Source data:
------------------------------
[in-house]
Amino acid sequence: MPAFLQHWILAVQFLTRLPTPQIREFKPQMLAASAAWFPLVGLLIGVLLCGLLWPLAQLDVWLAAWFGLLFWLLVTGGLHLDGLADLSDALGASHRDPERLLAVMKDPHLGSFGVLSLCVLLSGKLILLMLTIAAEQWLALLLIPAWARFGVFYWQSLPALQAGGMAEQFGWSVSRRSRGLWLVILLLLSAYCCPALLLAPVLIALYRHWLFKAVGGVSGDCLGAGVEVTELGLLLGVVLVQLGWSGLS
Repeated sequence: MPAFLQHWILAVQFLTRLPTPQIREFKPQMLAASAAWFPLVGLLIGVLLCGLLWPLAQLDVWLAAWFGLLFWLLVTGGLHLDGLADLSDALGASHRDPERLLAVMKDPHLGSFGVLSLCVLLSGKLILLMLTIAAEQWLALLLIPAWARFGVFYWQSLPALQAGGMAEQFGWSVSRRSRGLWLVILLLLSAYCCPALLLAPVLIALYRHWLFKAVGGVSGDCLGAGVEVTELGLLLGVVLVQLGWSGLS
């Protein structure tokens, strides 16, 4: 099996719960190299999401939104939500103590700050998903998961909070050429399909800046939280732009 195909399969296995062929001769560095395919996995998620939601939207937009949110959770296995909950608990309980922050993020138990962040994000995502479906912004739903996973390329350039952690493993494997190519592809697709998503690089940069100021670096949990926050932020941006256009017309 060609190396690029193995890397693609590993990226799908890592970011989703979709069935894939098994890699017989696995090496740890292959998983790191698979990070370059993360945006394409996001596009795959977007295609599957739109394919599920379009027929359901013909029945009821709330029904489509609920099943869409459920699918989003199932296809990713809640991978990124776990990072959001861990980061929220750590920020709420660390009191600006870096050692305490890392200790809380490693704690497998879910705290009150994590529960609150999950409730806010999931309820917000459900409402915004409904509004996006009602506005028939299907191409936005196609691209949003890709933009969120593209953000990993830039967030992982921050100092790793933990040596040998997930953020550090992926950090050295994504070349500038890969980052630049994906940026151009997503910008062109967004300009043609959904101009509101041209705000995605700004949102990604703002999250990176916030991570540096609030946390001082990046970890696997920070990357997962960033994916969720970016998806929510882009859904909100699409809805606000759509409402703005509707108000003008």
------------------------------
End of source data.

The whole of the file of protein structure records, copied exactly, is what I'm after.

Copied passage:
[in-house]
Amino acid sequence: MPAFLQHWILAVQFLTRLPTPQIREFKPQMLAASAAWFPLVGLLIGVLLCGLLWPLAQLDVWLAAWFGLLFWLLVTGGLHLDGLADLSDALGASHRDPERLLAVMKDPHLGSFGVLSLCVLLSGKLILLMLTIAAEQWLALLLIPAWARFGVFYWQSLPALQAGGMAEQFGWSVSRRSRGLWLVILLLLSAYCCPALLLAPVLIALYRHWLFKAVGGVSGDCLGAGVEVTELGLLLGVVLVQLGWSGLS
Repeated sequence: MPAFLQHWILAVQFLTRLPTPQIREFKPQMLAASAAWFPLVGLLIGVLLCGLLWPLAQLDVWLAAWFGLLFWLLVTGGLHLDGLADLSDALGASHRDPERLLAVMKDPHLGSFGVLSLCVLLSGKLILLMLTIAAEQWLALLLIPAWARFGVFYWQSLPALQAGGMAEQFGWSVSRRSRGLWLVILLLLSAYCCPALLLAPVLIALYRHWLFKAVGGVSGDCLGAGVEVTELGLLLGVVLVQLGWSGLS
């Protein structure tokens, strides 16, 4: 099996719960190299999401939104939500103590700050998903998961909070050429399909800046939280732009 195909399969296995062929001769560095395919996995998620939601939207937009949110959770296995909950608990309980922050993020138990962040994000995502479906912004739903996973390329350039952690493993494997190519592809697709998503690089940069100021670096949990926050932020941006256009017309 060609190396690029193995890397693609590993990226799908890592970011989703979709069935894939098994890699017989696995090496740890292959998983790191698979990070370059993360945006394409996001596009795959977007295609599957739109394919599920379009027929359901013909029945009821709330029904489509609920099943869409459920699918989003199932296809990713809640991978990124776990990072959001861990980061929220750590920020709420660390009191600006870096050692305490890392200790809380490693704690497998879910705290009150994590529960609150999950409730806010999931309820917000459900409402915004409904509004996006009602506005028939299907191409936005196609691209949003890709933009969120593209953000990993830039967030992982921050100092790793933990040596040998997930953020550090992926950090050295994504070349500038890969980052630049994906940026151009997503910008062109967004300009043609959904101009509101041209705000995605700004949102990604703002999250990176916030991570540096609030946390001082990046970890696997920070990357997962960033994916969720970016998806929510882009859904909100699409809805606000759509409402703005509707108000003008």